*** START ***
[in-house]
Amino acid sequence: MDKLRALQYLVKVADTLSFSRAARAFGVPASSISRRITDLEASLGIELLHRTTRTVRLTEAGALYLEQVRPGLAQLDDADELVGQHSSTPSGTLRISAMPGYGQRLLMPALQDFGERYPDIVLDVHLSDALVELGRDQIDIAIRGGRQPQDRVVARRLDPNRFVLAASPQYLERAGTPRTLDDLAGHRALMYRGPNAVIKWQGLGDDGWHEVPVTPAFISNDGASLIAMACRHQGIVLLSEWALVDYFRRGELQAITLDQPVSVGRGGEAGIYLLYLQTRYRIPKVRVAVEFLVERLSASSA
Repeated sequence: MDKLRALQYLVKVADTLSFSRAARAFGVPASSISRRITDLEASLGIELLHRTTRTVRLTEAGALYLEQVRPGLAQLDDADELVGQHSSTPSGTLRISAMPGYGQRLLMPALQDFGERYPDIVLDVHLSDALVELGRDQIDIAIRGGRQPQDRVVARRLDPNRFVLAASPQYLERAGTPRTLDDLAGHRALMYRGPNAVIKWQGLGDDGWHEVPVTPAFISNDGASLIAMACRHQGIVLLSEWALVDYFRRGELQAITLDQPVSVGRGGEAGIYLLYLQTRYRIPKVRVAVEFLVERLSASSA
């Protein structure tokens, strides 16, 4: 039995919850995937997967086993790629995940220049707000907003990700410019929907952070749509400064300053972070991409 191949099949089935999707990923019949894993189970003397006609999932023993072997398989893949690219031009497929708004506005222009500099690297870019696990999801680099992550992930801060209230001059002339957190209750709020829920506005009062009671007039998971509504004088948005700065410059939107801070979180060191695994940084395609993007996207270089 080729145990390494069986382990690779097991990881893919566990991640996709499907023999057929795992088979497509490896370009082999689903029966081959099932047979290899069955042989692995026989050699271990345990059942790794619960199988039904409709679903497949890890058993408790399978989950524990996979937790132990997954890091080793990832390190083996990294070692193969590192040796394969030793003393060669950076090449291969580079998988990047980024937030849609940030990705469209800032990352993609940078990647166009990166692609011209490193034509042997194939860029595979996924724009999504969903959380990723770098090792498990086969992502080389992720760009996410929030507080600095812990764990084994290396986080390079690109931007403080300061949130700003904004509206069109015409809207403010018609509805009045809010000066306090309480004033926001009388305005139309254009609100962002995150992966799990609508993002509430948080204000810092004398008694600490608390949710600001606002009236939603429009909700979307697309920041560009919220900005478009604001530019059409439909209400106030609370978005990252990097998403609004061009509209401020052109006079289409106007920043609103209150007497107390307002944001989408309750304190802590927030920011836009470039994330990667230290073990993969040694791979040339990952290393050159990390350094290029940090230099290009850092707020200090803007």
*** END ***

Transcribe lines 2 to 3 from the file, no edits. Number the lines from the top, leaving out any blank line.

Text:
Amino acid sequence: MDKLRALQYLVKVADTLSFSRAARAFGVPASSISRRITDLEASLGIELLHRTTRTVRLTEAGALYLEQVRPGLAQLDDADELVGQHSSTPSGTLRISAMPGYGQRLLMPALQDFGERYPDIVLDVHLSDALVELGRDQIDIAIRGGRQPQDRVVARRLDPNRFVLAASPQYLERAGTPRTLDDLAGHRALMYRGPNAVIKWQGLGDDGWHEVPVTPAFISNDGASLIAMACRHQGIVLLSEWALVDYFRRGELQAITLDQPVSVGRGGEAGIYLLYLQTRYRIPKVRVAVEFLVERLSASSA
Repeated sequence: MDKLRALQYLVKVADTLSFSRAARAFGVPASSISRRITDLEASLGIELLHRTTRTVRLTEAGALYLEQVRPGLAQLDDADELVGQHSSTPSGTLRISAMPGYGQRLLMPALQDFGERYPDIVLDVHLSDALVELGRDQIDIAIRGGRQPQDRVVARRLDPNRFVLAASPQYLERAGTPRTLDDLAGHRALMYRGPNAVIKWQGLGDDGWHEVPVTPAFISNDGASLIAMACRHQGIVLLSEWALVDYFRRGELQAITLDQPVSVGRGGEAGIYLLYLQTRYRIPKVRVAVEFLVERLSASSA